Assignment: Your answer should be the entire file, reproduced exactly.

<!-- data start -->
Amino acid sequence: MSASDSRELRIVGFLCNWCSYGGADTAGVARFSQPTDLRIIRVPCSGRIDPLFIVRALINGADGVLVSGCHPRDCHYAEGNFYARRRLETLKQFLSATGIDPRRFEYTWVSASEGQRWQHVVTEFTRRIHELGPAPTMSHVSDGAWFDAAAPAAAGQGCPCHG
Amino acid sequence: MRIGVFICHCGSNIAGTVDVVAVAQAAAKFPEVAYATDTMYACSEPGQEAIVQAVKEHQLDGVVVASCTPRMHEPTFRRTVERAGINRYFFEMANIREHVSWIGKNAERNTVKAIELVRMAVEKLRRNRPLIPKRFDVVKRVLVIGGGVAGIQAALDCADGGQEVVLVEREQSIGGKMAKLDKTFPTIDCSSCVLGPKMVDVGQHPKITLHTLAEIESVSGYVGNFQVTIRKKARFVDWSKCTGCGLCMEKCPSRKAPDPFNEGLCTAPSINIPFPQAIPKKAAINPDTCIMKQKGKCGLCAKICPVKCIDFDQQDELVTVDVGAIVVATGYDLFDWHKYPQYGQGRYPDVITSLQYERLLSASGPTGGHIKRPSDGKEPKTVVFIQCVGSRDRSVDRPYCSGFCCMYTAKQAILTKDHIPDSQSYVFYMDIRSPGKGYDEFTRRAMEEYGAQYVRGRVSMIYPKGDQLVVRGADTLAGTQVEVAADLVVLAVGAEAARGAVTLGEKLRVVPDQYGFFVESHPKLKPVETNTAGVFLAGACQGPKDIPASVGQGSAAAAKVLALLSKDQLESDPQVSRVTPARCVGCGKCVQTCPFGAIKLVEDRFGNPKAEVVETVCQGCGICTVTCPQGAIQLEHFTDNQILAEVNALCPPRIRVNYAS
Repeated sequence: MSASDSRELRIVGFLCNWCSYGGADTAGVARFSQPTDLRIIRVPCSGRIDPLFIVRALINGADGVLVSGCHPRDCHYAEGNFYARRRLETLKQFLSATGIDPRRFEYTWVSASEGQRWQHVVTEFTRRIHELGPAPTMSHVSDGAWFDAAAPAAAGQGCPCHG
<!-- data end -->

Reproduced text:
Amino acid sequence: MSASDSRELRIVGFLCNWCSYGGADTAGVARFSQPTDLRIIRVPCSGRIDPLFIVRALINGADGVLVSGCHPRDCHYAEGNFYARRRLETLKQFLSATGIDPRRFEYTWVSASEGQRWQHVVTEFTRRIHELGPAPTMSHVSDGAWFDAAAPAAAGQGCPCHG
Amino acid sequence: MRIGVFICHCGSNIAGTVDVVAVAQAAAKFPEVAYATDTMYACSEPGQEAIVQAVKEHQLDGVVVASCTPRMHEPTFRRTVERAGINRYFFEMANIREHVSWIGKNAERNTVKAIELVRMAVEKLRRNRPLIPKRFDVVKRVLVIGGGVAGIQAALDCADGGQEVVLVEREQSIGGKMAKLDKTFPTIDCSSCVLGPKMVDVGQHPKITLHTLAEIESVSGYVGNFQVTIRKKARFVDWSKCTGCGLCMEKCPSRKAPDPFNEGLCTAPSINIPFPQAIPKKAAINPDTCIMKQKGKCGLCAKICPVKCIDFDQQDELVTVDVGAIVVATGYDLFDWHKYPQYGQGRYPDVITSLQYERLLSASGPTGGHIKRPSDGKEPKTVVFIQCVGSRDRSVDRPYCSGFCCMYTAKQAILTKDHIPDSQSYVFYMDIRSPGKGYDEFTRRAMEEYGAQYVRGRVSMIYPKGDQLVVRGADTLAGTQVEVAADLVVLAVGAEAARGAVTLGEKLRVVPDQYGFFVESHPKLKPVETNTAGVFLAGACQGPKDIPASVGQGSAAAAKVLALLSKDQLESDPQVSRVTPARCVGCGKCVQTCPFGAIKLVEDRFGNPKAEVVETVCQGCGICTVTCPQGAIQLEHFTDNQILAEVNALCPPRIRVNYAS
Repeated sequence: MSASDSRELRIVGFLCNWCSYGGADTAGVARFSQPTDLRIIRVPCSGRIDPLFIVRALINGADGVLVSGCHPRDCHYAEGNFYARRRLETLKQFLSATGIDPRRFEYTWVSASEGQRWQHVVTEFTRRIHELGPAPTMSHVSDGAWFDAAAPAAAGQGCPCHG